1. Maintain strong brand identity and follow through on brand promises. What values do your firm promote? Does your firm demonstrate the value of putting investors first? Considerations like these influence investors’ perceptions of your credibility, and ultimately whether they will accept an investment recommendation from you.
2. Employ professionals with credentials from respected industry organisations. Credentialed professionals have dedicated years to prove they have both mettle and mastery. 66 per cent of Singapore investors believe that credentials are an important factor in building a trusted relationship with investment advisers.
3. Stay focused on building a long-term track record to demonstrate competence and deliver value for money. The survey revealed that 72 per cent of Singapore investors believe that fees they pay should reflect the value they get from their relationships with their investment advisers, yet only 44 per cent of them believe that investment advisers are doing this well.
4. Adopt a code of conduct to reinforce your firm’s commitment to ethics. Ethics are becoming even more critical for maintaining trust— 56 per cent of Singapore investors say they would trust their investment advisers more if their firms adhere to a voluntary, industry-wide code of conduct. This is also consistent with the Guidelines on Fair Dealing issued by MAS in April 2009, which hold the board and senior management of financial institutions accountable for setting the culture and direction to align business practices with fair dealing outcomes.
Professionalism includes the trust-building elements of competency and values. The next four points addresses empathy, transparency, honesty, and the alignment of interests.
1. Improve transparency and clarity regarding fees, security, and conflicts of interest. Just 43% and 33% of Singapore investors say that their advisers are very transparent regarding fees and conflicts of interest respectively. Adequacy of information disclosure is one of the non-financial performance measures that financial advisers are subject to under MAS’s Balanced Scorecard Framework.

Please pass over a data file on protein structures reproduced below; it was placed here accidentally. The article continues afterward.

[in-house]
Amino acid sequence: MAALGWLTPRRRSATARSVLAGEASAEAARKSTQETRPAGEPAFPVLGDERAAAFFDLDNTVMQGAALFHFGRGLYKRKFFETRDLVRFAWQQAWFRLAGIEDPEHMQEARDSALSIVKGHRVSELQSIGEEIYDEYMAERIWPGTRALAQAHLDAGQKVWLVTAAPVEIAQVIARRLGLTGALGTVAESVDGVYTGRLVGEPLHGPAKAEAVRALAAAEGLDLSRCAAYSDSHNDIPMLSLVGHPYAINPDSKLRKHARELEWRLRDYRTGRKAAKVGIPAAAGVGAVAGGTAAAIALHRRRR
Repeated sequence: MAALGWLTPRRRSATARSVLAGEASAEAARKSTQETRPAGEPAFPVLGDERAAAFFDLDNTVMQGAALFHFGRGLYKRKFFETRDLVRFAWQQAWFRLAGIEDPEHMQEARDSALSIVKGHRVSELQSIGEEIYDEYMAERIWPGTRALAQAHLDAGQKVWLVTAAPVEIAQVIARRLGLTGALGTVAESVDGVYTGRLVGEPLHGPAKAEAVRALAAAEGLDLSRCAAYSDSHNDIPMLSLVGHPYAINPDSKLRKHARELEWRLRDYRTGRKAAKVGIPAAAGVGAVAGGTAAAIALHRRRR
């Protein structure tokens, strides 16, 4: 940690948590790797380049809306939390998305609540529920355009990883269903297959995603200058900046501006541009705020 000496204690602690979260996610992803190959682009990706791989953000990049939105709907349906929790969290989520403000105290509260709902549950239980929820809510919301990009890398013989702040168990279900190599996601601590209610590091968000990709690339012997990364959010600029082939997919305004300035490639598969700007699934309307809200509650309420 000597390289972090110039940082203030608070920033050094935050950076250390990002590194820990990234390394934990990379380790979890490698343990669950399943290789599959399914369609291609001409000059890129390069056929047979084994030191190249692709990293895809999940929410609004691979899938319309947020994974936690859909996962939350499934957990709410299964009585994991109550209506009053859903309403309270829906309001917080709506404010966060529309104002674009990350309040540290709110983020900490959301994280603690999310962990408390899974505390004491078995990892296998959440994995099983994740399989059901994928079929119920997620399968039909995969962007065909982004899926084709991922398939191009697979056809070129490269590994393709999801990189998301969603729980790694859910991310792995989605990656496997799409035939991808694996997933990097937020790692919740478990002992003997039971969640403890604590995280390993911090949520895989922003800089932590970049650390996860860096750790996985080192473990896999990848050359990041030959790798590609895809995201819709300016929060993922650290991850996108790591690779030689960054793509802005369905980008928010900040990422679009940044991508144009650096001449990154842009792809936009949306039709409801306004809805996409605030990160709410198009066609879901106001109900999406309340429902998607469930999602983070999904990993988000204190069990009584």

2. Use clear language to demonstrate that client interests come first. 75 per cent of Singapore investors want investment reports that are easy to understand, though only 49 per cent are satisfied with what they receive. The financial industry is well known for reams of prospectuses and reports reading like data dumps. Not all clients are financial whizzes and data scientists. Help them to understand what they are reading.
3. Showcase your ongoing professional development to improve investment knowledge. 74 per cent of investors in Singapore say they would have more trust in their adviser if the investment staff took time for continuing professional development. It also happens to be a regulatory requirement for representatives of investment advisory firms to undertake continuing professional development.
4. Demonstrate your dedication to the values that clients hold dear.The survey found that 51 per cent of Singapore investors would increase their trust levels if the adviser or firm they work with is a philanthropic partner for community efforts. Today’s investors increasingly desire for advisers to reflect care and concern for the community they live in.
Gaining The Trust Of Your Customers
There are no shortcuts to building lasting, trusting relationships with clients. Advisers and their firms should not be waiting for MAS or another mystery shopping exercise, which could already be underway, to keep them in check and should consider the gaps between what investors desire, and what investors are receiving. By stepping up their credibility and professionalism, investment advisers can underscore their value as a source of trusted advice.